So, I ask everyone, what is the tradeoff that we are willing to make? We can't really expect the media giants to give up anything if we aren't willing to give up something also.
  • by luge (4808) <slashdot@@@tieguy...org> on Wednesday March 07, 2001 @02:02PM (#378783) Homepage
    I really can't disagree with that. It is a pretty sad statement. At the same time, while working to change it (you could contribute to Common Cause [nmpinc.com], for example) one also has to play within the rules. I mean... if we wait until campaign finance reform is enacted to take action on copyright reform, guess what- the MPAA will already be leasing you your own soul.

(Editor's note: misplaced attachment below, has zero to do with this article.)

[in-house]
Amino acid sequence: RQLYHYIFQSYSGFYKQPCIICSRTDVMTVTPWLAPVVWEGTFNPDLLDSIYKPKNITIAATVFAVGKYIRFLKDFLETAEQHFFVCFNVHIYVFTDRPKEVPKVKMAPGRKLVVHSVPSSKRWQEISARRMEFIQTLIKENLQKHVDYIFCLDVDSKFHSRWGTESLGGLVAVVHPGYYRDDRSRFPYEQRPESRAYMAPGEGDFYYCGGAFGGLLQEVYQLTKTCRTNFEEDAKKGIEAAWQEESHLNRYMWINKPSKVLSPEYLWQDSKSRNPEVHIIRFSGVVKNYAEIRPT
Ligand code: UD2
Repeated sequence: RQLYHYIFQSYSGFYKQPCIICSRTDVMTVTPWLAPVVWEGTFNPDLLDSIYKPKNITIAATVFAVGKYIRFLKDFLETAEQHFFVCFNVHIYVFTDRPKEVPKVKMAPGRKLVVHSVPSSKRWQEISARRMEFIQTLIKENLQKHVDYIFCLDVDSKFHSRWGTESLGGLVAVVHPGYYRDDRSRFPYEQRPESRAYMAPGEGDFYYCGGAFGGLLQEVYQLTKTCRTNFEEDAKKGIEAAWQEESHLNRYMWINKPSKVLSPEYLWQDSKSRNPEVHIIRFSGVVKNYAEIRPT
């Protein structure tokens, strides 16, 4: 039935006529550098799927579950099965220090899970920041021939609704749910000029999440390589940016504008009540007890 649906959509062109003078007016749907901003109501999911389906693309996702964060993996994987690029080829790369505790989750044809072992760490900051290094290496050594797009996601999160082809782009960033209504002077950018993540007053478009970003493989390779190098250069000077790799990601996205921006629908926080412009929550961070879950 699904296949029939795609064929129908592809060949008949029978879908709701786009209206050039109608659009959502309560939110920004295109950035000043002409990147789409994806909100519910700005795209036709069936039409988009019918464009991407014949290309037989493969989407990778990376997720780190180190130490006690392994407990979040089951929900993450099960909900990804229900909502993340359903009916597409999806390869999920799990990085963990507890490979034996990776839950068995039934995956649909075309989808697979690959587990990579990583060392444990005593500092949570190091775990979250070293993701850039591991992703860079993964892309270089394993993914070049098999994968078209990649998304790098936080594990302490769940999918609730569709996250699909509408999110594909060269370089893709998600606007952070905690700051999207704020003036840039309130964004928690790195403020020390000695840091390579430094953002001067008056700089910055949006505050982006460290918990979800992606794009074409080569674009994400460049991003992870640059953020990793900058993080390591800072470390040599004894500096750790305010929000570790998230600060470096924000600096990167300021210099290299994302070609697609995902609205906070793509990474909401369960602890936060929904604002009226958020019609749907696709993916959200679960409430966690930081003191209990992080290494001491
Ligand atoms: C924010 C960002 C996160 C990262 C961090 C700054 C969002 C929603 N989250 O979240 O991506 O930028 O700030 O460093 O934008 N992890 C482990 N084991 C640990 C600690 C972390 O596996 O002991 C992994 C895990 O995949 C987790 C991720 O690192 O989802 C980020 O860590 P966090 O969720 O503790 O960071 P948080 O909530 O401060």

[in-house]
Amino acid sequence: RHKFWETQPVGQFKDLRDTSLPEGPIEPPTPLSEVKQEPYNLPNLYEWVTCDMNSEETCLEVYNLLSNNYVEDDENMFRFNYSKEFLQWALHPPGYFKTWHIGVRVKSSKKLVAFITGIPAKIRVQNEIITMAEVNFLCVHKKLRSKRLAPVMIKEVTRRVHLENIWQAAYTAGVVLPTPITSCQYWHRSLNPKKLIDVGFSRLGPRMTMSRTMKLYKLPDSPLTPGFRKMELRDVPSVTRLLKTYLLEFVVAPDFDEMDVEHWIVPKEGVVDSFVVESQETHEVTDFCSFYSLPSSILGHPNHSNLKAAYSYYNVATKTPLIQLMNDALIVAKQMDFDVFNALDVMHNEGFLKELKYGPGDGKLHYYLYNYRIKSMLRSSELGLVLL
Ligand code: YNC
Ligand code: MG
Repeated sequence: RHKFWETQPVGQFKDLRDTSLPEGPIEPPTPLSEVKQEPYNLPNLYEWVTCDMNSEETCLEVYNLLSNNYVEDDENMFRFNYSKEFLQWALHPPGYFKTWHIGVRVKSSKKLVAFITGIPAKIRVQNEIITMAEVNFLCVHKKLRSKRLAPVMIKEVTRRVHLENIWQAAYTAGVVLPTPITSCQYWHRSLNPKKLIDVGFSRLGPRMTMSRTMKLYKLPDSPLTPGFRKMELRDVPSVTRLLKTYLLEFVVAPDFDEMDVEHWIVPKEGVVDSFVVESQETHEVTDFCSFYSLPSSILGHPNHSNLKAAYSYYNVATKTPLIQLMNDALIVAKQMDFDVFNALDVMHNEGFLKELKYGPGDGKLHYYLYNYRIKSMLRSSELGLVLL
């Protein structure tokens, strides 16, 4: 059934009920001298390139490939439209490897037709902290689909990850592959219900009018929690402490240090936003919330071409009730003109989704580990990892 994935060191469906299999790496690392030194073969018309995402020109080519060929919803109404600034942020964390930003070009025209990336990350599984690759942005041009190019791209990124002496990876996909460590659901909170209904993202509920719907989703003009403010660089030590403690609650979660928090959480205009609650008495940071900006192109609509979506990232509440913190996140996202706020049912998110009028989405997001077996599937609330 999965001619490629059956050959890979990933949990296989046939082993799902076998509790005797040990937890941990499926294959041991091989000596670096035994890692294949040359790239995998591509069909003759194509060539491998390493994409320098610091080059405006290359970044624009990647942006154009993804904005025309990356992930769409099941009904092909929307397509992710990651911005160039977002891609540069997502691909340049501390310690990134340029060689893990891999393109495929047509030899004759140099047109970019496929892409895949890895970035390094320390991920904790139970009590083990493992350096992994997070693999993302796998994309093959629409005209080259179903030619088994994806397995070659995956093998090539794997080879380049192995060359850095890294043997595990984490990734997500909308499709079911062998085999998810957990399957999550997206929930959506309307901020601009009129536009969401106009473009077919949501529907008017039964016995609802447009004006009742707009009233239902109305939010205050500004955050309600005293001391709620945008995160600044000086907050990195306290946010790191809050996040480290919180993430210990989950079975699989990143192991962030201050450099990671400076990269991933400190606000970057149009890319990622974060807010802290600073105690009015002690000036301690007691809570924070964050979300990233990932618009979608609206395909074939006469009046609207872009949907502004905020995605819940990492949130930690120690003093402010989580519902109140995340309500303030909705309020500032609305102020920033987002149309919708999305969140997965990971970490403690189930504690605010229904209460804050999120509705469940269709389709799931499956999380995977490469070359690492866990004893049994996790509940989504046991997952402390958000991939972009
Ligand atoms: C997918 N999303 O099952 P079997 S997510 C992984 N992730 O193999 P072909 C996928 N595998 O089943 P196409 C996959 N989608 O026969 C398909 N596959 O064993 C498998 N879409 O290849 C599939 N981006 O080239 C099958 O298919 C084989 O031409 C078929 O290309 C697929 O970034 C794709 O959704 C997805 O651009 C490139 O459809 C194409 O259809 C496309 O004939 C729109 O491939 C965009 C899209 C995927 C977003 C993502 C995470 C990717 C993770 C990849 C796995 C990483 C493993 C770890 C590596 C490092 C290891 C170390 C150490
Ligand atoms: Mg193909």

To put it another way: yeah, the system sucks. But it is our system: hating it doesn't change the way it works, nor does it change the fact that it has very serious consequences for the way we live our lives. So... we'd better work with it, even while trying to change it.
    ~luge
  • I'm assuming EFF is a 501(c)3 (read 'your contributions are tax deductable') organization. They'd instantly piss away their tax-exempt status if they start giving money to political campaigns, or even just strongly advocating one candidate over another. (Education on the issues, though, is another matter.)

    However, donating to the EFF is always a good thing.
  • This sounds bad until you realise that there is only one RIAA and 20 million or so Napster users.

    Even people that don't use Napster might agree with his views.

    I think $40 million ought to help him get re-elected.